·         Our first two specifies of Pugs are also on the wing now, i.e. Brindled Pug and Double-striped Pug and while they’re not that similar, care should be taken with id.
·         Several species of Agonopterix and Depressaria are also on the wing at this time of year, many of which can be confused with others.

If you’re in any doubt with identification, of any of the above species, as always, send me a photo and I’ll do my best to confirm it for you.  

Other good early species to look out for now are; Pine Beauty, Brindled Beauty, Glaucous Shears, Broom-tip and Grey Birch.

Happy mothing


Saturday, 3 March 2018

Costa Rica - Moths and other insects

Last November, we visited Costa Rica, primarily on a birding trip, but it offered good opportunities to see moths.  Simon said before we went 'I hope you are not going to spend all your time looking at insects....'

In some places, there were moths around the hotel lights after dark, but at Rancho Naturalista, in the Talamanca Mountains, there is an illuminated sheet, just inside the rainforest. This is switched on about 3 or 4 nights a week, and attracts hundreds of moths and many other insects including mantis, wasps, flies and katydids.

I found myself getting up at 4am to photograph the moths, (and rescuing some by taking them away from the light and into the rainforest), before the woodcreepers and flycatchers arrived to feast at first light.  Some moths could be easily assigned to families eg hawkmoths and tiger moths, but with no field guide available some were much trickier – made more difficult by the incredible mimicry which is an important survival strategy.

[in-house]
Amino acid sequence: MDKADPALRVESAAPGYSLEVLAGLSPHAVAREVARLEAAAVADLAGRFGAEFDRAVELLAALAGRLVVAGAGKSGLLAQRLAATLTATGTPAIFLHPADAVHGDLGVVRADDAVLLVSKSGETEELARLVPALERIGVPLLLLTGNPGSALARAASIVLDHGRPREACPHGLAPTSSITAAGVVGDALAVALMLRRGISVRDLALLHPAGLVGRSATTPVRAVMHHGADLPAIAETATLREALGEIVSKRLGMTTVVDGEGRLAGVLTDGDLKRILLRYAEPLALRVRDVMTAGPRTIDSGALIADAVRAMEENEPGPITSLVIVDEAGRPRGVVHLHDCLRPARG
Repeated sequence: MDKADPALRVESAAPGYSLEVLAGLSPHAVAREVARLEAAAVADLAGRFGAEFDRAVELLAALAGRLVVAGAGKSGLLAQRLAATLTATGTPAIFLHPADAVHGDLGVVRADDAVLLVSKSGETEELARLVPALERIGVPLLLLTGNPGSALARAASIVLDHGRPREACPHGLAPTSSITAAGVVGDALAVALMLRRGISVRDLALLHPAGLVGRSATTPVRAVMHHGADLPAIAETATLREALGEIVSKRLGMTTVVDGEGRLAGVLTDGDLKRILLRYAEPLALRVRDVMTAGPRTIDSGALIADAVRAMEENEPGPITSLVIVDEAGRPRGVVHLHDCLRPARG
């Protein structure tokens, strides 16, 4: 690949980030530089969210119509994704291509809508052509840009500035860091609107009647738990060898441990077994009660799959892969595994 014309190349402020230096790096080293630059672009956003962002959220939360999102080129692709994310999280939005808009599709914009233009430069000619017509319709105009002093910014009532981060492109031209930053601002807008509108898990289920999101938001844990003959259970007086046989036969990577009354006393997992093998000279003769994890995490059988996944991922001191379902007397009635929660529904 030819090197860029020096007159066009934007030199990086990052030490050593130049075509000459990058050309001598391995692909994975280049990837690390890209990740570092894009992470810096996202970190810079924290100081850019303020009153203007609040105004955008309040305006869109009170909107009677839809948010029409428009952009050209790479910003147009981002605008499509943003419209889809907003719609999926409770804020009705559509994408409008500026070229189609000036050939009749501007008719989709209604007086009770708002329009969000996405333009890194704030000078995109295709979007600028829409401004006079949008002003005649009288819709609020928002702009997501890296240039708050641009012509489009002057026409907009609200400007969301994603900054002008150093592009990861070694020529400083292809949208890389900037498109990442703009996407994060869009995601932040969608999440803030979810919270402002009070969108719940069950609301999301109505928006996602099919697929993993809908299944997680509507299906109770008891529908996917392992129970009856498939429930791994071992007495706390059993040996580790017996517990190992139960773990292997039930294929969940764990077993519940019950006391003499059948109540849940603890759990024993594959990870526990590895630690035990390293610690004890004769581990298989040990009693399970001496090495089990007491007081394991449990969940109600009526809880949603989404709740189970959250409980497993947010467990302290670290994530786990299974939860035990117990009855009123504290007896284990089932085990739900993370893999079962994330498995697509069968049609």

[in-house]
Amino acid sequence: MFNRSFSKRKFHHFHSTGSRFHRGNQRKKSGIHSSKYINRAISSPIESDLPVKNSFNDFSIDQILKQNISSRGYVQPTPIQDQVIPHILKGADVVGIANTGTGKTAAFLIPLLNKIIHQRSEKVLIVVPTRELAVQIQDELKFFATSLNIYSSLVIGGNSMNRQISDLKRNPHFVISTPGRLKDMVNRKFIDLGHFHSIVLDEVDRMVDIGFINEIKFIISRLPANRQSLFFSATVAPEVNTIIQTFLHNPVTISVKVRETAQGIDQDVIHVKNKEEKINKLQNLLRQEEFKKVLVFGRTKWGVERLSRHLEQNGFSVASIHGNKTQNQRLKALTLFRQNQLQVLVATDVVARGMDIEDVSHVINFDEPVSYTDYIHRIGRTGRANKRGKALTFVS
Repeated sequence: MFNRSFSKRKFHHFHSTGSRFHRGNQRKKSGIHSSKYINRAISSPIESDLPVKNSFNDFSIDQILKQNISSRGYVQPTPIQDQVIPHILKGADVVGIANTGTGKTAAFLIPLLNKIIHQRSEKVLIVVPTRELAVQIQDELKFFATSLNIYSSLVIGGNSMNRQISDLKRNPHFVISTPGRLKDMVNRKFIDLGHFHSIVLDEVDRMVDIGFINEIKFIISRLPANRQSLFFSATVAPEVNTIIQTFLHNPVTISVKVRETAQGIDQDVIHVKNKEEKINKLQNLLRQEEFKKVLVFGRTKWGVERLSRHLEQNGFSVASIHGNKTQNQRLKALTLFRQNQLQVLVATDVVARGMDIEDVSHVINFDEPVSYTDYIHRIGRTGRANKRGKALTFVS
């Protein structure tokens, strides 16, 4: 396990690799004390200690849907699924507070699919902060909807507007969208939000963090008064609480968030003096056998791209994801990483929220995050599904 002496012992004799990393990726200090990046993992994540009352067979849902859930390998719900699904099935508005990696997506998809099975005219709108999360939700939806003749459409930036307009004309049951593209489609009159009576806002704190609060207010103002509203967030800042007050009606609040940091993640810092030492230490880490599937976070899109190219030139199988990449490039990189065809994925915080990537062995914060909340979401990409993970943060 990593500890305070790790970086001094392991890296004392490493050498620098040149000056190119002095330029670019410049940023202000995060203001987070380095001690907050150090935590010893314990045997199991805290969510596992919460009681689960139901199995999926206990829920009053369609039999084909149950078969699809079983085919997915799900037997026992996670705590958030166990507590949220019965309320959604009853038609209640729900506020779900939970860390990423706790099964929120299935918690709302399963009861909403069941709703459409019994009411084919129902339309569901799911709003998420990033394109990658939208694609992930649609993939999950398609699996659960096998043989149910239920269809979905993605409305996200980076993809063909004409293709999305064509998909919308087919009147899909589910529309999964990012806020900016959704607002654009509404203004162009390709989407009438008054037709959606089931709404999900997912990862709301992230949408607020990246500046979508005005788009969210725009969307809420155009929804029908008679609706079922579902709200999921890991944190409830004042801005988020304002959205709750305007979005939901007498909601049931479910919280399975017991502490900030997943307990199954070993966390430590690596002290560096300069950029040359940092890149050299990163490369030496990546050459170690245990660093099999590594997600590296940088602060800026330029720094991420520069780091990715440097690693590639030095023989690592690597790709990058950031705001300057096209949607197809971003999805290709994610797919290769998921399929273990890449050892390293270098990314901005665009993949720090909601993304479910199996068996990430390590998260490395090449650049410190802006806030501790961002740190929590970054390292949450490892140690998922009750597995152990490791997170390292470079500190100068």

There are moths which resemble wasps, as well as wasps which resemble moths; moths which looked like butterflies, and moths which looked like scorpions; and others which mimicked their toxic relatives. There were many moths which resembled dead leaves complete with ragged edges, ‘disease’ blotches and sometimes even curled wings. There was even one moth which resembled a thorn.


Early, one morning, I was surprised by a huge Saturniid moth, probably Rhescyntis hippodamia. It is the size of a dinner plate and fluttered about like a large bat, before landing on the sheet. You can see how huge it is compared to the hawkmoths on the sheet next to it. If you look closely, you can see that the tips of the forewings resemble a snake’s head.

You can see more photos from the trip here

We spotted  number of rather impressive caterpillars including this handsome creature:

There were plenty of beautiful butterflies - my favourites were the glasswings – we were lucky enough to find a lekking site in a dappled patch of sunlight in the rainforest where the males were displaying to attract mates.  

Lurking under the hummingbird feeders outside our room, we spotted a few hooded mantis. These amazing insects actually catch and eat hummingbirds - although thankfully we didn't see this happen.

And no, I didn't spend all my time looking at insects - we also saw many birds, amphibians and reptiles, and mammals. The only thing I was short of was sleep!

Clare Boyes